Truth be told, I don’t believe half the comments on this thread. But so what? We don’t have to read through each post and we certainly don’t have to ascribe to their beliefs. That’s the beauty of the internet, you can just simply turn it off and on at your choosing!

By Genni on 01/30/2011 at 6:00 pm

this debate about anonymity vs visibility begs the question why now?  with all the recent heavily discussed and contentious articles i wonder if this is the first step towards shutting down free speech?  this would be a shame.  many of us can’t/won’t voice our opinions at town hall but we want our views to be known.  i wish we had a chance to debate the shift to once a week garbage pick-up before it was rammed down our throats.  this town is far less tolerant than the citizens love to parrot.

By anonymity is a civil right on 01/31/2011 at 7:54 am

Bravo to Janine - you said it all so well. Thanks!

By Richard Goldsmith on 01/31/2011 at 8:04 am

To Ms. Haynes….I am one of many people that comment under the name “resident”. For various reasons I do not want my name published. I did publish my name once several years ago in a local publication with respect to a debate going on regarding youth sports, field usage, and allocation by sport and gender. I wrote a few paragraphs expressing my opinion and a solution. The result of my “letter to the editor” was anonymous threatening phone calls to my house, my children getting bullied because of their dads opinion, and some rude cold treatment on the ball fields. I was called a sexist and accused of favoring one sport and one age group over others. In hindsight, I should have sent the letter to the editor with a “pen name” or anonymously. My opinion would still have been heard and I would have saved myself and my family the stress and angst.

NewCastleNow.Org has been an extremely valuable resource for our community. We have received as much information, statistics, and opinions from the comments section as we have from the “news” section. Of course there will always be those anonymous comments that are outrageous and meant to inflame. So what? Someone’s opinion should not be dismissed merely because he/she chooses not to identify ones self.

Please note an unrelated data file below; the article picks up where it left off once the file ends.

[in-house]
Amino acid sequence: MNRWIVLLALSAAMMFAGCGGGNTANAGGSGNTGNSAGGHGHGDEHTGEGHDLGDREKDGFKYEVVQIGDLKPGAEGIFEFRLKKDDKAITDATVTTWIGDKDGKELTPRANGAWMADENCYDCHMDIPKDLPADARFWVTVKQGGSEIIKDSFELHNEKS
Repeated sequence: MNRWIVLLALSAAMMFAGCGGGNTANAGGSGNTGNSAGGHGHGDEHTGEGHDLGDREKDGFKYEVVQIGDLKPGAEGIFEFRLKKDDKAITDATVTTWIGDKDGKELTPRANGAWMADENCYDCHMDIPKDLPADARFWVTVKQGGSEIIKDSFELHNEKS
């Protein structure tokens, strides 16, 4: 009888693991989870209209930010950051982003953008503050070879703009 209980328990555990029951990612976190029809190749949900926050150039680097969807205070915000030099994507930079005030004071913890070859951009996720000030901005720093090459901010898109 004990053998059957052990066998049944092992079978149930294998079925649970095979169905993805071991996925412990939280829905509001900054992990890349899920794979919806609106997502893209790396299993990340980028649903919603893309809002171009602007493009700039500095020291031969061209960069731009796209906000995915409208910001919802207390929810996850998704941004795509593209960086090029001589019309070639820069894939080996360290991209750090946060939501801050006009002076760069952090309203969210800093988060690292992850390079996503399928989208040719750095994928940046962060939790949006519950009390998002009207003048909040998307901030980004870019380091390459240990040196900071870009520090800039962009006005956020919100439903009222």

NEWCASTLENOW.ORG - keep up the good work, thank you for all you do, and continue to publish all comments.

By Resident on 01/31/2011 at 8:33 am

Like Ms. Sheinbaum and Ms. Haynes, I worry about the incivility in the comments posted, and about the incivility and retribution people fear when voicing their opinions. We need to be more respectful in voicing our opinions, and in listening and considering the opinions of others. I don’t think that anonymous comments help us to that goal.

In a time when our children struggle with learning how to behave in texts and on Facebook and YouTube, adults need to set an example of appropriate behavior. It is very sad when the most reasonable and polite voices on these comments pages are students who ask us to be more civil.

So, when posting, perhaps we should ask, “Would I want my child to know I wrote this?”.

By Lea Barth on 01/31/2011 at 9:14 am

Our children should see us in full discussion of matters that are important to the community. The student comments only showed me that—as in the adult population—some students are more sensitive to disagreement and debate than others.  That’s no reason not to have an open discussion that they can see. I agree that we should ask ourselves “Would I want my child to know I wrote this?” but I also want them to hear from someone who might NOT want their child to see that they wrote it and to wonder with my kids “Why?”

By Children watching us on 01/31/2011 at 9:45 am

A very thoughtful editorial.  I’ll just say this.  If teachers in this school system see what I have written about their pay and benefits (which has not been critical of teachers as professionals) I am convinced that my son, who has a reasonable opportunity for a top 10 college, will lose the benefit of the doubt in a few of his classes.  I have also seen how some are lambasted by their fellow citizens for holding contrary views (such as mine on Chappaqua Crossing, which are that we should be more grounded and negotiate vigilantly) and I’m not willing to subject myself to that. 

Sad but true, the above are 2 reasons I use my maiden name.

By clittle on 01/31/2011 at 4:00 pm

If you think that comment lauding the Greeley teachers was from a student and not a teacher, I’ve got a bridge I’d like to sell you.

By Skippy the Skeptic on 02/01/2011 at 10:24 am